If you’re one of the 81% of UK citizens concerned about climate change, you may be surprised to learn that we can significantly reduce our carbon footprint by reducing food waste at home.
Studies show that 30% of man-made CO2e greenhouse gases are created from the production and consumption of food. It’s a significant amount, but only 32% of us see a clear link between climate change and food waste.
Each year, UK householders throw away a staggering 4.5 million tonnes of edible food, the equivalent of 8 meals per week.
Items such as potatoes, bread, milk, meat and fruit juices are top of the list when it comes to food waste.
Every day we throw away 20 million whole slices of bread (equivalent to 1,000,000 loaves at 20 slices per loaf), 4.4 million whole potatoes and 3.1 million glasses’ worth of milk. In fact, 70% of all food wasted in the UK is from our homes.
Food Waste Action Week (7-13th March) highlights the need to start connecting food waste with climate change and taking action to reduce avoidable wastage, and value our food.
We can reduce food waste by making small changes, such as:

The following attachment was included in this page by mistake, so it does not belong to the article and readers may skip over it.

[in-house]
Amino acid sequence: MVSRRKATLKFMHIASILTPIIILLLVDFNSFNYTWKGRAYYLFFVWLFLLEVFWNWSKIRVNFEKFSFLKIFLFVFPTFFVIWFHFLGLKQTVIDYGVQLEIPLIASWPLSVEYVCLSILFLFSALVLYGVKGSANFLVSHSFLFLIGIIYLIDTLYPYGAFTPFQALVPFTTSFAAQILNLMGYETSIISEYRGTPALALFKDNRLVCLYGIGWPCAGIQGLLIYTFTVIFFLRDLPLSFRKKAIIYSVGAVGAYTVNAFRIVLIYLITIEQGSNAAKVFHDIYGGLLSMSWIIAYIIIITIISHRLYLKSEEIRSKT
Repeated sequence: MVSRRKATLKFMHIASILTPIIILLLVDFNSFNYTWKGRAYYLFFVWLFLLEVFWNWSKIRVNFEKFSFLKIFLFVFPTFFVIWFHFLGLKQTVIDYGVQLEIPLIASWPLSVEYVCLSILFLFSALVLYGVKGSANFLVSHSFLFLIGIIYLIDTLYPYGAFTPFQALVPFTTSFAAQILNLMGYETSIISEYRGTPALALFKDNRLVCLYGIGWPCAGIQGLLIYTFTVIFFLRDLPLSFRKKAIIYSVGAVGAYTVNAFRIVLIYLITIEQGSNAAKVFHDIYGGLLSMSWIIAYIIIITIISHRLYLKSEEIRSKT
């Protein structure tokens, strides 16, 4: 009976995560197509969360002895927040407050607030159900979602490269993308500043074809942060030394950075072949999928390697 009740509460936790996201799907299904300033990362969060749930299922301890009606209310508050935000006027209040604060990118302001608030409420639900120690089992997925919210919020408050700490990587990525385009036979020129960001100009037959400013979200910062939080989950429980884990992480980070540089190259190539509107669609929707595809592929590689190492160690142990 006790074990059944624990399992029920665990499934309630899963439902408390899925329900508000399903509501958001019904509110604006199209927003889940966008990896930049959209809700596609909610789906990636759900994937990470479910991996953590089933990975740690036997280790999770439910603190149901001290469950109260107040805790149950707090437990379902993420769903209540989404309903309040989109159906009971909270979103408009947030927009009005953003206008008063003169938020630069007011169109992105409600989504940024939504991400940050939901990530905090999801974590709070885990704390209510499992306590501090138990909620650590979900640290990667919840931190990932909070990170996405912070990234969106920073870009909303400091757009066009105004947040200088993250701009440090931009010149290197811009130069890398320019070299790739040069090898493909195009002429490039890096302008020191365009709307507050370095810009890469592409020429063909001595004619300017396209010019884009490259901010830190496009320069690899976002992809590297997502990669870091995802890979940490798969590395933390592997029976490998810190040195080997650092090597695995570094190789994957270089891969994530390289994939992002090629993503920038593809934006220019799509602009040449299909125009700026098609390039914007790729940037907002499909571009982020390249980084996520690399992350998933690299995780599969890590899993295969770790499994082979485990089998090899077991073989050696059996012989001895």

- Planning ahead – meal prep for the week ahead and only buy the food you need
- Portion control – only cook what you need
- Shop smart – check the cupboards and fridge before you go shopping. Make a list. Stick to it!
- Know your dates – keep an eye on use by dates and freeze anything you won’t eat in time. Food can be eaten after the best before date as it refers to the quality, not the safety.
- Eat your leftovers – either turn leftovers into another meal or freeze them for another time
- Freeze – a freezer acts as a pause button and you’d be surprised as just how much we can freeze. Eggs, hard cheese and bread are just some examples!
Reducing food waste is not only better for the environment but also our pockets, especially as food costs continue to rise. The average family household could save up to £60 a month just by reducing food waste.
For more information and top tips on reducing food waste at home, visit www.recycledevon.org.